This book for early beginners in chess—it actually has few competitors, for the vast majority of chess books fit into one of the following two categories:
- For tournament competitors (many thousands of books)
- For mid-level or advanced beginners (at least many hundreds of books)
Beat That Kid in Chess is for the “raw beginner,” who has little, if any, experience winning a game of chess. It fits into neither of the above two categories. The reading level of the text is teenager-adult, but some older children will have no problem with it. The concepts are presented simply and can be easily assimilated by readers of a wide range of ages, including many children.
From the second page of the introduction:
Trust me. Start at the beginning of the first chapter and progress from page to page. There is no magic formula at the end of the book; don’t bother looking ahead. Well . . . actually, if you’re thirty minutes away from starting a chess battle with that kid, and you have a little experience with checkmates and tactics, you can skip to the exercises at the end. That’s temporary. Otherwise I recommend taking the lessons in order.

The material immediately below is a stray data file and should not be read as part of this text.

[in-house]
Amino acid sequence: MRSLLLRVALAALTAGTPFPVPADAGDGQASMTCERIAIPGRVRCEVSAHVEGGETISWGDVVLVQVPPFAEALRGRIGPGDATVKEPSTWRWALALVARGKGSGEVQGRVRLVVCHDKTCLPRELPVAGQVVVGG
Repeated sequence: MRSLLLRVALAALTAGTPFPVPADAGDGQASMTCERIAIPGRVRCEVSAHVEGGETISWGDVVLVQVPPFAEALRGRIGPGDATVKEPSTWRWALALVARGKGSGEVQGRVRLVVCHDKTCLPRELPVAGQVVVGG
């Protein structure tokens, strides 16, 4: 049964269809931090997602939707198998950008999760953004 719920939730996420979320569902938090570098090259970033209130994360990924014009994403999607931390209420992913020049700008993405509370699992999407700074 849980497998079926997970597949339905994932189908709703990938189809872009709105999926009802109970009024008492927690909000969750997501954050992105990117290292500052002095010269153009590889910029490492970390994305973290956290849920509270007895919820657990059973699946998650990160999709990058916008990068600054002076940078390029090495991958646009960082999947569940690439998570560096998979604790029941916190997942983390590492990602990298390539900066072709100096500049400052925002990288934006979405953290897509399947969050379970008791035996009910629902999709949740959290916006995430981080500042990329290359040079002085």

White to move (from the first page of the first chapter of the book; the actual diagrams in the book have letters and numerals running along the ranks and files, for clarity and chess notation)
Notice the above diagram, taken from Beat That Kid in Chess. For those acquainted with back-rank mates, moving the queen up to the top of the board might come to mind. The black king, however, would then escape to the nearby white square (it would not be checkmate).
The checkmate pattern taught in this diagram, however, is that the white queen can capture the pawn that’s directly in front of the black king, and that’s checkmate. The book explains:
Were it not for the white bishop, the black king would simply capture the white queen. As it is, this move is checkmate . . .
‘Beat That Kid in Chess’ may be the best book for the early beginner, the player who knows the rules but not much else.
Both emphasize the importance of tactics in winning chess games. Both are extremely practical, preparing their readers to beat their opponents by checkmate.
Do you know the rules but almost nothing more about chess? This is the best book for the early beginner.
Why use the NIP method of chess training? . . . students learn to look at a chess position more like a grandmaster would.